It’s a good idea to use your email to share other content you’ve created that’ll both entertain and educate your subscribers. For instance, if you host webinars or record podcast episodes, sharing these valuable informational resources is likely to further build trust with your subscribers.
When you build your brand identity and create a connection, then the sales will come without the hard sales pitch. You may mix in some sales pitches occasionally, but it shouldn’t be the main focus of your email marketing - building the relationship should.
3. Personalize Your Emails
Your brand might mean different things to different people.
For example, if you run a clothing store, you might have people who come to you for women’s clothes, men’s clothes, shoes, accessories, etc. Each person will have a slightly different image of your business based on the interactions they have with you.
If you ask five people to define Nike, you’d probably get five very different answers.
This is something you can use to create a more personalized brand identity.
By segmenting your subscribers based on their behavior (what page they signed up from, links they’ve clicked, etc.) you can offer personalized content that matches the vision you want each group to have of your brand. You can still portray the same themes and values, but it allows people to have a more personal relationship with your brand.
4. Get Personal/ Don’t Be Afraid to Show Character
There are millions of brands out there - people don’t sign up to your email communications just for you to sound like everyone else.
Show the unique character your business has:
- Show the people behind the company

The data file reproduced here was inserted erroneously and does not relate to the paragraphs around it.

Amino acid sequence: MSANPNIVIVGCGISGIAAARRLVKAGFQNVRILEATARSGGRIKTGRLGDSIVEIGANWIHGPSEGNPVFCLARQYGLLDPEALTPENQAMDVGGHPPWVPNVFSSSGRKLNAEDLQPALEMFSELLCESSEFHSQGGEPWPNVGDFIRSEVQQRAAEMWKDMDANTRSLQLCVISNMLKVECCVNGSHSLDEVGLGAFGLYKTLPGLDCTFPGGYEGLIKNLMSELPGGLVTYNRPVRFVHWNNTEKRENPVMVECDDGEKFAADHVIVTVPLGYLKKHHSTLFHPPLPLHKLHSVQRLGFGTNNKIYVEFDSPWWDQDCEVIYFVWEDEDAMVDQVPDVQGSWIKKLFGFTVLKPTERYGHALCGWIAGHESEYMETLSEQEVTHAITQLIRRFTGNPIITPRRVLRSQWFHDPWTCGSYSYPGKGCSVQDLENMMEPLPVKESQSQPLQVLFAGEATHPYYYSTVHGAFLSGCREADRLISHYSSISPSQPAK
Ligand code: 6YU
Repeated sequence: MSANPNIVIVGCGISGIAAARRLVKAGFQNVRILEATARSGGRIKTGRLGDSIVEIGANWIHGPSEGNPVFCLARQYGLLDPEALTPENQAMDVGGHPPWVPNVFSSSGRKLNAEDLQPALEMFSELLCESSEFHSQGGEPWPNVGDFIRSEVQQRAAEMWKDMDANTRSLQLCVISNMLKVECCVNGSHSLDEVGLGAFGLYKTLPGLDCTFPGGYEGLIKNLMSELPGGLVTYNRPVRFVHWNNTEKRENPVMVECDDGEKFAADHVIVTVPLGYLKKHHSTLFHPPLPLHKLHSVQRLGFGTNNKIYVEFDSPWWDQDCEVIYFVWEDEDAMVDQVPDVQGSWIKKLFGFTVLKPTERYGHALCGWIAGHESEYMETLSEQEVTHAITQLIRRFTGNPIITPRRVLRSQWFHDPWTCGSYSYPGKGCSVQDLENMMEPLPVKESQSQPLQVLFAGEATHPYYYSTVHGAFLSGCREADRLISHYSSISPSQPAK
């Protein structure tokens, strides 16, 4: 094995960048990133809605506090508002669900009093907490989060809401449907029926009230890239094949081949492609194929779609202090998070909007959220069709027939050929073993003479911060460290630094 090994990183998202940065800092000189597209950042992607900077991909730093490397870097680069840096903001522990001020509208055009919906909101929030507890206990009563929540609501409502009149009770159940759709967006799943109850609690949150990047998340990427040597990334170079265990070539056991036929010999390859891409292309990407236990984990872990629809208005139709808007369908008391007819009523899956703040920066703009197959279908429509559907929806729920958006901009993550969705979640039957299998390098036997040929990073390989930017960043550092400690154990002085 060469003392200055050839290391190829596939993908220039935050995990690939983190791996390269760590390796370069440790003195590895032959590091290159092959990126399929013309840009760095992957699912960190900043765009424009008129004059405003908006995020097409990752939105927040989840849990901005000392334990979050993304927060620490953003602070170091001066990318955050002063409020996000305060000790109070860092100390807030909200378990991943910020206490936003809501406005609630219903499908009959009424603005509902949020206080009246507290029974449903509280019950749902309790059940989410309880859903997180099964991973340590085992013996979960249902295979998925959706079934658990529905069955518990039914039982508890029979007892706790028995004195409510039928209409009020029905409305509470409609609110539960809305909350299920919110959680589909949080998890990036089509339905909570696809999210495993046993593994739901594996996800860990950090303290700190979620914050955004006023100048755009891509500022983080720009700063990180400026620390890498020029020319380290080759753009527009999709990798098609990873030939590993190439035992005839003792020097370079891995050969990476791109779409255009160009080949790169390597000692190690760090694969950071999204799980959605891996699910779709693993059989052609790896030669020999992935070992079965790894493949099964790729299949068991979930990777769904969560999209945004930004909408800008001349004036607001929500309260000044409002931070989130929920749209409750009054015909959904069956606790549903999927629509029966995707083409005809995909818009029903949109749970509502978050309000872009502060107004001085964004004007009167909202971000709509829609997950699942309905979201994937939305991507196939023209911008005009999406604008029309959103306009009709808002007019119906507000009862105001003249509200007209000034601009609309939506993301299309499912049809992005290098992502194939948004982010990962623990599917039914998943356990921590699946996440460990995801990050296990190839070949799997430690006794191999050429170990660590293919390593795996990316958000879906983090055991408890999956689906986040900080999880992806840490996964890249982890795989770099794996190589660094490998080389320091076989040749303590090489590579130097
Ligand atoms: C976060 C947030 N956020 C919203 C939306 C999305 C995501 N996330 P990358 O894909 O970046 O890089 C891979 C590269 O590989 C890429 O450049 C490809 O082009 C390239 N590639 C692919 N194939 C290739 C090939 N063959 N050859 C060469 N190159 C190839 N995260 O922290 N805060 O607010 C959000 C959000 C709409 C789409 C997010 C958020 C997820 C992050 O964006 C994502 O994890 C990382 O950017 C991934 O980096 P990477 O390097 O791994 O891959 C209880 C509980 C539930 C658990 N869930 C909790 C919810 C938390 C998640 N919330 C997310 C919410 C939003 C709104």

- Tell the story of the business
- Develop your unique brand voice
People love stories and every business has a story to tell. Don’t be afraid to get personal and show people your story. Establish your brand’s values in the physical world, and use your online platform to showcase them to your followers.
Email marketing isn’t about stuffy professional business writing. It’s about standing out and creating connections, so don’t be afraid to be unique and showcase the things that make your business special. Leverage embedded videos in your sales emails.
5. Talk About the Big Picture
It’s easy to have a narrow focus with email marketing. You want to sell your products and services, so naturally, that’s what you talk about.
Creating a brand identity is about much more than just products, so look to address the big questions. Show how your business looks to make positive change in the world, and don’t be afraid to address difficult issues.
Sometimes it’s beneficial to zoom out and talk about the big issues that are affecting people:
- How does your business experience x?
- How are you helping with x?
- How are you leading progress in x industry?
The big picture affects everyone, so it’s a way to connect with your customers and showcase your values.
Email marketing isn’t just a tool to help you promote your products and services. It’s an effective way of creating a brand identity and building relationships with your subscribers.
When you embrace this idea, it’s going to allow you to craft better emails that get more opens, engage your subscribers, encourage responses, and ultimately, create sales.
Your brand has a great story, and amazing people working for it, so use this to build your identity and make a connection with people. It’s easy for every business to seem the same online, but with good email marketing, you can begin to stand out from the crowd, and make a lasting connection with potential customers.